[Clare Bronfman “faints”]
(In open court.)
THE COURT: We’ll take a five-minute break.
(A recess in the proceedings was taken.)
(In open court; 4:28 p.m.)
THE COURT: Please be seated.
(Defendant enters the courtroom at 4:28 p.m.)
MS. NEWMAN: May I approach, your Honor? Thank you. Your Honor, as your Honor is aware, Ms. Bronfman is not feeling well. The medics have checked her out. They feel that she — her skin has not come back to color and they are recommending she is going to the hospital. She’s not sure whether she’s put that’s what their recommendation is. She’s in there with some of her other counsel to make that decision. But I know that she can’t go forward with today. She’s just not well. She’s still very wobbly. She’s just not feeling well. I believe she blacked out. I’m not a doctor … but something happened. So, your Honor, we’re willing to resume to with the Court’s schedule would Friday be soon enough? I don’t know what the Court’s schedule is.
MR. GERAGOS: She can black out probably 45 seconds to a minute.
THE COURT: All right.
(A brief pause in the proceedings was held.)
THE COURT: I can do tomorrow afternoon.
MS. PENZA: That’s fine for the Government, your Honor.
MS. NEWMAN: We can do it.
THE COURT: 2:00 o’clock.
MS. NEWMAN: 2:00 o’clock.
THE COURT: I’m only going to do Ms. Bronfman. I can do Ms. Mr. Moskowitz how late can you state stay on Friday.
MR. MOSKOWITZ: Late enough.
THE COURT: Like 3:00.
MR. MOSKOWITZ: If we can start at 3:00 I’m Friday.
THE COURT: I’ll do Mr. Raniere on Friday. I just want to clarify one thing. Nobody has — there is no privilege associated with the retention of counsel. So when I ask a question about whether someone is someone’s counsel or not or has been I expect an answer to that question. Am I understanding from the Government and Mr. Lesko can clarify it is that when that last week at about the same time that I was holding Ms. Bronfman’s hearing on 3/19 her Curcio hearing, there was also a meeting of Mr. Geragos and Mr. Avenatti with the Government about this case? I’m not discussing what was said or what was asked or what was responded to. I’m just saying there was a meeting. It wasn’t it about and correct me if I’m wrong some civil case up in Albany, it was about this case and that Mr. Avenatti had been retained in this case. So I want answers. I want to know why I wasn’t told last week that Mr. Avenatti had been retained as part of this whole discussion of this Curcio discussion. I want to know that because I should have been told who the lawyers are. When the defendant had her episode just now unfortunately and I hope she’s feeling better, no one should get sick over this, several people got up who are also her lawyers but they may not be her lawyers in this case. But if they meet with the Government about this case, they’re then lawyers in this case and I control and run this case. And I don’t want any excuses about privilege with regard to who her lawyers are. You’re going to tell me who are lawyers. You’re going to tell me when they were retained. This is also the individual I would add who set up an irrevocable trust to hire lawyers for everybody else. So she’s got a pretty good idea of how to deal with getting lawyers for everybody and I assume she starts with number one, herself.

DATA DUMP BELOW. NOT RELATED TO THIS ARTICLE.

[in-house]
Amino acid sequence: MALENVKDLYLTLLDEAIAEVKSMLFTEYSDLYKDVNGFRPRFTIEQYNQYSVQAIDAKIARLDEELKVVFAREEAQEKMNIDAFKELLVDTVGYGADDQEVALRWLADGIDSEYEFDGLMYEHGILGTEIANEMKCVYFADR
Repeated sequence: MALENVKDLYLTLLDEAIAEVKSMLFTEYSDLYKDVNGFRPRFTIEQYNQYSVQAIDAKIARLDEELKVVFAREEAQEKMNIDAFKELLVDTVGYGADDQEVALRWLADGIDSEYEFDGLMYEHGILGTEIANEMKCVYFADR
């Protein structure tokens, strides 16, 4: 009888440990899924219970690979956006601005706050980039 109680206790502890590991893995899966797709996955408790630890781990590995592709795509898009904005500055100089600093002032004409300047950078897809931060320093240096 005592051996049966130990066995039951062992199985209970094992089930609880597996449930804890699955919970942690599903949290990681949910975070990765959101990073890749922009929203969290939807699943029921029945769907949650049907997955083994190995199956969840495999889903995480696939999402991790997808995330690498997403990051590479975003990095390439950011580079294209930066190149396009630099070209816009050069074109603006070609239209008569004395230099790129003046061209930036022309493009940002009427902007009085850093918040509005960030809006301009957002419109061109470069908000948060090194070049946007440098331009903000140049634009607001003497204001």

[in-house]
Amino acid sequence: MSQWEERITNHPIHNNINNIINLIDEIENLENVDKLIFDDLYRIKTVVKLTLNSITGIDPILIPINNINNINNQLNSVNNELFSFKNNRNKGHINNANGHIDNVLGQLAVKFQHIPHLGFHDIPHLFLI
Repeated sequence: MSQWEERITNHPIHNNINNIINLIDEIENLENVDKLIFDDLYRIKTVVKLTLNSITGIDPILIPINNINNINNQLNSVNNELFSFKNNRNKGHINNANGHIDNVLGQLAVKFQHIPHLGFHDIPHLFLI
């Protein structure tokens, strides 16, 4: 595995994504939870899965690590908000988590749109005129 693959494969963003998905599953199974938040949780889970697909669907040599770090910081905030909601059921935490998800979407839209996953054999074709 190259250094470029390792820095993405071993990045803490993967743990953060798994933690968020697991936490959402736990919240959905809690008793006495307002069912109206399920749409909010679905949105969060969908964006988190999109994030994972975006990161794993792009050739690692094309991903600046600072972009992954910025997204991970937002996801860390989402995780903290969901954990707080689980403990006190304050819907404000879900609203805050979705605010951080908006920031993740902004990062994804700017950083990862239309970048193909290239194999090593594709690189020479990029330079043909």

MS. NEWMAN: I understand, your Honor.
THE COURT: No, you don’t understand because you argued with me about it and you tried to avoid telling me having her avoid telling me so you understand so now I’m telling you when I ask the question about who your lawyers are I expect the defendant at a Curcio hearing to tell me. And that’s all I have to say about that.
MR. GERAGOS: Could I weigh in?
THE COURT: Are you disagreeing with me on the fact that Mr. Avenatti and Mr. Geragos had a meeting with you about this case last week.
MR. LESKO: Not at all, your Honor. In fact, the recommendations in our Curcio letter are entirely accurate and it was represented to the Government and in particular me that Mr. Avenatti was being brought into the case it was unclear as to whether or not he was going to file a notice of appearance and then we proceeded to discuss Ms. Bronfman’s case.
THE COURT: Yes, Mr. Geragos.
MR. GERAGOS: I was just going to echo that very same thing that’s exactly what happened.
THE COURT: All right. Okay.
MS. NEWMAN: I am now informed, your Honor, so long now I can make further inquiry. Thank you, your Honor.
MR. GERAGOS: It was specifically said we did not know if he was going to file a notice of appearance because of the other issue that had been raised to you by Curcio counsel.
THE COURT: You mean the other case?
MR. GERAGOS: Correct.
THE COURT: What do I care about the other case?
MR. GERAGOS: You don’t.
THE COURT: My point is if an attorney is engaged on this case, by having conversations with the Government on issues in this case, then that person whether that person has been formally retained. Whether the defendant has written a check or whether the person is pro bono, the person is in this case.
MR. GERAGOS: Let me explain why it’s a nuance and I’ve only done it a couple of times. It was a third-party cooperation offer, so –
THE COURT: I don’t want to go into any of that. I’m not interested in that what I’m interested in is that when I ask a question about whether someone has been retained in a case or is doing any work in the case and there are issues being brought up by the Government, I need answers to those questions.
MR. GERAGOS: I understand.
THE COURT: All right. Now, we’re all on the same page perhaps. 2:00 o’clock tomorrow to continue the Curcio hearing for Ms. Bronfman. 3:00 o’clock on Friday for the Curcio hearing for Mr. Raniere. Anything else.
MS. NEWMAN: Thank you.
MS. PENZA: Thank you.
MS. HAJJAR: Thank you.
THE COURT: One moment don’t move… I want everybody who is supposing to …all counsel I don’t know who all counsel are anymore they’re coming and going. That’s it.
MS. PENZA: Thank you.
MR. AGNIFILO: Thank you.
(Defendant exits from courtroom at 4:36 p.m.)